Material Wooden case
Shape Console with any shape - in general
Dimensions (WHD) 26.9 x 42 x 16.8 inch / 683 x 1067 x 427 mm
Price in first year of sale 100.00 $
Collectors' prices  
External source of data Ernst Erb
Source of data The Radio CollectorGrinder, 1995
Circuit diagram reference Rider's Perpetual, Volume 8 = 1937 and before
Mentioned in Collector's Guide to AR4.Ed.,Bunis, tube
Literature/Schematics (1) Zenith The Glory Years, Cones,03
Literature/Schematics (2) Pre-War Consoles; Stein, 2000


All listed radios etc. from Zenith Radio Corp.; Chicago, Illinois
Here you find 3526 models, 2659 with images and 2712 with schematics for wireless sets etc. In French: TSF for Télégraphie sans fil.



 


Forum contributions about this model
Zenith Radio Corp.;: 9S262 9-S-262 Ch=5905
Threads: 1 | Posts: 15
Hits: 4078     Replies: 14
zenith: (9-S-262 Ch=5905); 9S262 would like assistance
Joe Rose
25.Nov.08
  1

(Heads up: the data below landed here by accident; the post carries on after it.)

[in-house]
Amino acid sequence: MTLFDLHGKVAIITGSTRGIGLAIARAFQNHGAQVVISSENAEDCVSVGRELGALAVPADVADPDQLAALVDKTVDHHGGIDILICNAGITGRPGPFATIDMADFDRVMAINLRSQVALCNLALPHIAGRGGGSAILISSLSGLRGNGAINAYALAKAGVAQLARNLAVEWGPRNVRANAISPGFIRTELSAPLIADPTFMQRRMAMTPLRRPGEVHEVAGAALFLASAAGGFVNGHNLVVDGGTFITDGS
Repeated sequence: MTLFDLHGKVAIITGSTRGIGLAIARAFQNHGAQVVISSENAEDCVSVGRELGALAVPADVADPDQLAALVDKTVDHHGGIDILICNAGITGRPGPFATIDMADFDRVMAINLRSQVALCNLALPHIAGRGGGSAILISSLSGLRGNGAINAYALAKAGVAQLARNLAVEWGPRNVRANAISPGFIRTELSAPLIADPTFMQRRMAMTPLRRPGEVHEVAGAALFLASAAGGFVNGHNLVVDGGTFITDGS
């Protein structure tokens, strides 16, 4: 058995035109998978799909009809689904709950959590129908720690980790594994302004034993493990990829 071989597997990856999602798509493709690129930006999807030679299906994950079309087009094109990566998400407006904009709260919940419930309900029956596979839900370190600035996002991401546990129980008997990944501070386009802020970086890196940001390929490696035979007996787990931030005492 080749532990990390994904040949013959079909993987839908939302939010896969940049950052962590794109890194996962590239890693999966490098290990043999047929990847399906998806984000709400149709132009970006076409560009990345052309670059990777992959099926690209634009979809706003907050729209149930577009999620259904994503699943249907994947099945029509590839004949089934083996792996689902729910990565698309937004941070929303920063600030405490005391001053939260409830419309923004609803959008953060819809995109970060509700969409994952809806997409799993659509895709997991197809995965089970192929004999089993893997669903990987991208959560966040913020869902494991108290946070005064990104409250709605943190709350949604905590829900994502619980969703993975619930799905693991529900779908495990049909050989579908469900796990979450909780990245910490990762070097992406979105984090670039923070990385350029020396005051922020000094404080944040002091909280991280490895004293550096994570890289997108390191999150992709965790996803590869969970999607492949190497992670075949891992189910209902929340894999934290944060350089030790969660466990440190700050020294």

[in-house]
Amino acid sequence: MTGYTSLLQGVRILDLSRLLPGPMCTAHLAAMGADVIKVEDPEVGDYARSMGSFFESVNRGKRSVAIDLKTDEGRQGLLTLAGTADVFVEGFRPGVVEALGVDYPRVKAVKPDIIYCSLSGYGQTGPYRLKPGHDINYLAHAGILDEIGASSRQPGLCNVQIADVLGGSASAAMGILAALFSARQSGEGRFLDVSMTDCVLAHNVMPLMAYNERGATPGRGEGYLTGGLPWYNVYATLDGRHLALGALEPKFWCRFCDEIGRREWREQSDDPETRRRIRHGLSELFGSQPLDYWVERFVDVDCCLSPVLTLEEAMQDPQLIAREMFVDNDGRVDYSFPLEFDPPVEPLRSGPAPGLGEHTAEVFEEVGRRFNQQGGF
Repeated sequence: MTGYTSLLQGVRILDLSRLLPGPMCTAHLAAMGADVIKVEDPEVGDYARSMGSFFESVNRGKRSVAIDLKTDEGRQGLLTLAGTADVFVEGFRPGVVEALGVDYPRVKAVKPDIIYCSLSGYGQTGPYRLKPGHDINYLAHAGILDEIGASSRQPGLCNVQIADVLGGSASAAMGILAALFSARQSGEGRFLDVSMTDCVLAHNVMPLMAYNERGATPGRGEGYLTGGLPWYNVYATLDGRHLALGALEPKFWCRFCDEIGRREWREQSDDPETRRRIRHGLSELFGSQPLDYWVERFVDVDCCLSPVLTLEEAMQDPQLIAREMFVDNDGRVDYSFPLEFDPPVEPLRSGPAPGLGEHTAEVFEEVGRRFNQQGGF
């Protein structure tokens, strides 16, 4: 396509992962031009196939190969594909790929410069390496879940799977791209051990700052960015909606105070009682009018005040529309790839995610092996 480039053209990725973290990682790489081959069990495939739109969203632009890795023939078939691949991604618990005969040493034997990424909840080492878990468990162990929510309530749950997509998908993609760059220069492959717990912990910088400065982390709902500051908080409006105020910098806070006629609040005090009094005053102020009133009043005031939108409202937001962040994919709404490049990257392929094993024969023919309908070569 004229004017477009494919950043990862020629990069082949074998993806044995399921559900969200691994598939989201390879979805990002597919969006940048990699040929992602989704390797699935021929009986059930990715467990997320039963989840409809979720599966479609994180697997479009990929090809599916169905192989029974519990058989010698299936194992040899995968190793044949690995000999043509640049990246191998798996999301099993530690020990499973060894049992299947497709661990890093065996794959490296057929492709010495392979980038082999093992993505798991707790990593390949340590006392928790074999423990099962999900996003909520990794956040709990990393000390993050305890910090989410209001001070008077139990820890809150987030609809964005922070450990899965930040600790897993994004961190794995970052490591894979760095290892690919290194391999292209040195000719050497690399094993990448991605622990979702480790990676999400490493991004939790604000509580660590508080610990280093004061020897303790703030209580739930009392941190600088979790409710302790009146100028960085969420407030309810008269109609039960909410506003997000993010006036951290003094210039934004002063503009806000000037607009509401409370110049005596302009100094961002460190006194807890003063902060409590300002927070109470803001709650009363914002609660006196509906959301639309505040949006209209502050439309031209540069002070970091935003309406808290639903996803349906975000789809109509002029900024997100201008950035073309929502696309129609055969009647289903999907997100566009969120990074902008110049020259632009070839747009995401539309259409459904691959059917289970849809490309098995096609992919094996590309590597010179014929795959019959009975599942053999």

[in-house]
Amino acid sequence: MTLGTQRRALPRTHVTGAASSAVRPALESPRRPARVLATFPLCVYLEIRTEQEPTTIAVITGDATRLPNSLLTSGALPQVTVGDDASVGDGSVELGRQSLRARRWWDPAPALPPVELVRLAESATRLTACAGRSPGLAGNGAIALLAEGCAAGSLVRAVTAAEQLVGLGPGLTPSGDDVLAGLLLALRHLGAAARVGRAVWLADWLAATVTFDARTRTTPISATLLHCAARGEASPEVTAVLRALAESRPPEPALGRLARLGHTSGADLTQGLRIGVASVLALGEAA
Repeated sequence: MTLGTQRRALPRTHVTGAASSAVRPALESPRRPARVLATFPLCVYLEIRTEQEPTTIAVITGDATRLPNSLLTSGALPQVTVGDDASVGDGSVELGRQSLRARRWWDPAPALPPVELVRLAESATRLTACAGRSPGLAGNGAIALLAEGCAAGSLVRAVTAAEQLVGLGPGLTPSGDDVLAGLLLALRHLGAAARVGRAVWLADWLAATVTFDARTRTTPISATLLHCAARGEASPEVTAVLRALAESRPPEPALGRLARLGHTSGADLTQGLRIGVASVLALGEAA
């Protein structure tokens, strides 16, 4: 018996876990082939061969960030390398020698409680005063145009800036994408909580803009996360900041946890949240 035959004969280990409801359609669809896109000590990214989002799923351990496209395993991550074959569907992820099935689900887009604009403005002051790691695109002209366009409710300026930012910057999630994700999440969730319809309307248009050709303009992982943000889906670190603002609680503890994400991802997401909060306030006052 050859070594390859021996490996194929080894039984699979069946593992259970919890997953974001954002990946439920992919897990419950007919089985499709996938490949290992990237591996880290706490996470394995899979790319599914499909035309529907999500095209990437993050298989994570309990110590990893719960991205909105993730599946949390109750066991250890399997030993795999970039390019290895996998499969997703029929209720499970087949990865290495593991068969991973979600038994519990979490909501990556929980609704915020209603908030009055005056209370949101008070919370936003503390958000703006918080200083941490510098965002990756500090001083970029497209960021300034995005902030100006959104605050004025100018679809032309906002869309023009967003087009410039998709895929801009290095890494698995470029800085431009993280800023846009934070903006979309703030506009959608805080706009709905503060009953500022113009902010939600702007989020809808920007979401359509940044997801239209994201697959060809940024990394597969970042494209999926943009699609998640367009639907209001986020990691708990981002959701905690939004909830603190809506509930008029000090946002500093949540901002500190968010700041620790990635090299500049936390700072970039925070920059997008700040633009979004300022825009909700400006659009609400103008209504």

Is some one willing to assist me in troubleshooting my Zeinth 9s262, Shutter Dial. My background kind of goes like:  About 1963, I took tube radio repair in vocational high school just as transistors came on the scene and the demand for warm bodies for Viet-Nam draft soared. Since I had a rudimentary understanding of radio electronics, the decision was made to use those skillls in selecting my military career path which was of course engine mechanics. That never detered me from my path of radio collecting. Over the last 40 years I have maintained a collection which now numbers 95-100 radios and spring wound phonographs. I decided I would collect while I had the opportunity and as I neared retirement I would begin what I like to call "polishing" my collection. Which, after all of that, brings me to my point. Man, have I ever forgotten what I thought I knew about radio servicing. Most of the time, I'm lucky and find a bad tube or a melted capicator but not this time. I bought two Zenith consoles at a real good price, both in 7 or 8 out of 10 in quality. The 10s470 is great, looks to have been serviced by a Zenith dealer....all Zenith components plays and sounds new. The other is a 9s262 Shutter Dial. Initial tube checks showed the 6F6 Audio tube with extremely low emmision. I replace the 6F6 and now it overheats and will leave a blister if you touch it. Audio is very low no matter where the volume is....selectivity is marginal. A signal at the volume control indicates that the amp is working. If speaker is disconnected the tube won't overheat but will overheat on a known good speaker with the same load. The absolute worst is that someone has been in the set changing capacitors and I'm not sure where to start. Any guidence will be sincerely appreciated